This crucial yet intricate phase involves meticulous planning and execution to safely transfer data from your old BI tool to the new one, ensuring data integrity and continuity of access for end users.
Before initiating this process, revisiting the semantic layer tools for data modeling, as discussed earlier, is advantageous. Leveraging these tools can help streamline data migration and promote the clean slate approach, allowing you to rid your systems of outdated or obsolete data assets.
One key strategy is to ensure you only migrate the data assets that are actually needed. By performing a thorough audit before the migration process, you can identify and eliminate any redundant, outdated, or trivial (ROT) data, which helps to reduce the volume of data to be transferred and simplifies the migration process.
Moreover, consider creating a detailed data mapping plan. This plan should define how data from the source system correlates with the target system, addressing any differences in data types, formats, or structures. Thorough testing should then be conducted to validate that the migrated data matches the original source and that no data has been lost or corrupted during the transition.
Utilizing features like Apache Superset's “certification” fields can also be highly beneficial in this phase. This feature allows you to annotate descriptions, assign stakeholders, and designate responsible individuals for these newly migrated data assets, enhancing clarity and accountability.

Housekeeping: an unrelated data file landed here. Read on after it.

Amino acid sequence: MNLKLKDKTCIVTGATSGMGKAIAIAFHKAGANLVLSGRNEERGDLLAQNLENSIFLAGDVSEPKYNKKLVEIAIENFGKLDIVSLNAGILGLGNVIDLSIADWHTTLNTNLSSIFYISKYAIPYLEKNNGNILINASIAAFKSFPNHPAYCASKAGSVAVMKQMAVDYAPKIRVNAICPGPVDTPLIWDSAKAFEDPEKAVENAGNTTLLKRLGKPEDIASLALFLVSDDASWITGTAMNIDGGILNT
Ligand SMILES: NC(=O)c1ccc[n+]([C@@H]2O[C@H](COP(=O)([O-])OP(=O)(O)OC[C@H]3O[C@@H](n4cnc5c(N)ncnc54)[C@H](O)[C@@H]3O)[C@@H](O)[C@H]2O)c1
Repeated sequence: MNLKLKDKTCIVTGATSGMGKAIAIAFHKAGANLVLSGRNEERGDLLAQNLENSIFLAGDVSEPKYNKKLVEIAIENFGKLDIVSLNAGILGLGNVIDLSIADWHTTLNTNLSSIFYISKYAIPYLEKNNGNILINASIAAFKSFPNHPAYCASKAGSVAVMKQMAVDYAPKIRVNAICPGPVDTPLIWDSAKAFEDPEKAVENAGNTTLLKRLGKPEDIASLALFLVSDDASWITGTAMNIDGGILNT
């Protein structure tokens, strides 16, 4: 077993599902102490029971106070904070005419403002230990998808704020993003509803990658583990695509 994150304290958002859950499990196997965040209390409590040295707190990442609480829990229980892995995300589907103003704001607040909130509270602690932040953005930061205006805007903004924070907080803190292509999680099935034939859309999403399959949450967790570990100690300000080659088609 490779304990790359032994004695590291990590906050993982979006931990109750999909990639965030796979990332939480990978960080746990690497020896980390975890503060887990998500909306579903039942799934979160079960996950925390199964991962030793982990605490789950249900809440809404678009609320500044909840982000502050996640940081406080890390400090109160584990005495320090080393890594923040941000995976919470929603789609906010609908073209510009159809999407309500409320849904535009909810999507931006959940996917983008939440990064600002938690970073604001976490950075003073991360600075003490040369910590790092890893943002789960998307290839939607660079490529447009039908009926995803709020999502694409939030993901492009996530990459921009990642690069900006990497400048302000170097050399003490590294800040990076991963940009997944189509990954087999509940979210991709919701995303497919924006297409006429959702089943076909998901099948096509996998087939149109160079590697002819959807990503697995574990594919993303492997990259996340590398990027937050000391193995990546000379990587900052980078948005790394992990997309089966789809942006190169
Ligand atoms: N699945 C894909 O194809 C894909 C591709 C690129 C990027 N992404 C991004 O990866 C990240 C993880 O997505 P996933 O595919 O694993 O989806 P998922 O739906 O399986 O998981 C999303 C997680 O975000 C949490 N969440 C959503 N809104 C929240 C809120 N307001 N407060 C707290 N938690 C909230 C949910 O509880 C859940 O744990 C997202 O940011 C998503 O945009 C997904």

Remember, while the goal is to migrate data efficiently, it is imperative to prioritize safety to ensure data security and privacy. Incorporating these practices will not only ensure a seamless transition of data assets but also set the foundation for the efficient and effective use of your new BI tool.
As you’ve seen by the sheer number of topic areas we’ve covered in this series, migrating between BI tools is an intricate process, but it's one that offers valuable opportunities for enhancing data insights and operations. As daunting as the process might seem, the payoff in terms of clarity, efficiency, and actionable insights can significantly outweigh the initial investment of time and resources.
Remember, you don't have to embark on this journey alone. Leveraging professional services and assistance from dedicated BI tool providers can streamline the migration process and alleviate potential challenges. At Preset, we are committed to supporting organizations in this critical transition. With our comprehensive range of professional services and robust tools like the Preset CLI, we can guide you through each phase of the migration, ensuring a seamless transition that caters to your unique business needs.
If you're contemplating a BI tool migration and seeking expert support, we invite you to reach out to our team. We'd be more than happy to discuss your needs, share pricing details, and explore how we can assist you in successfully migrating to a more efficient, user-friendly BI tool. Here's to embarking on a new era of data insights and analytics with Preset, your trusted partner in BI tool migration.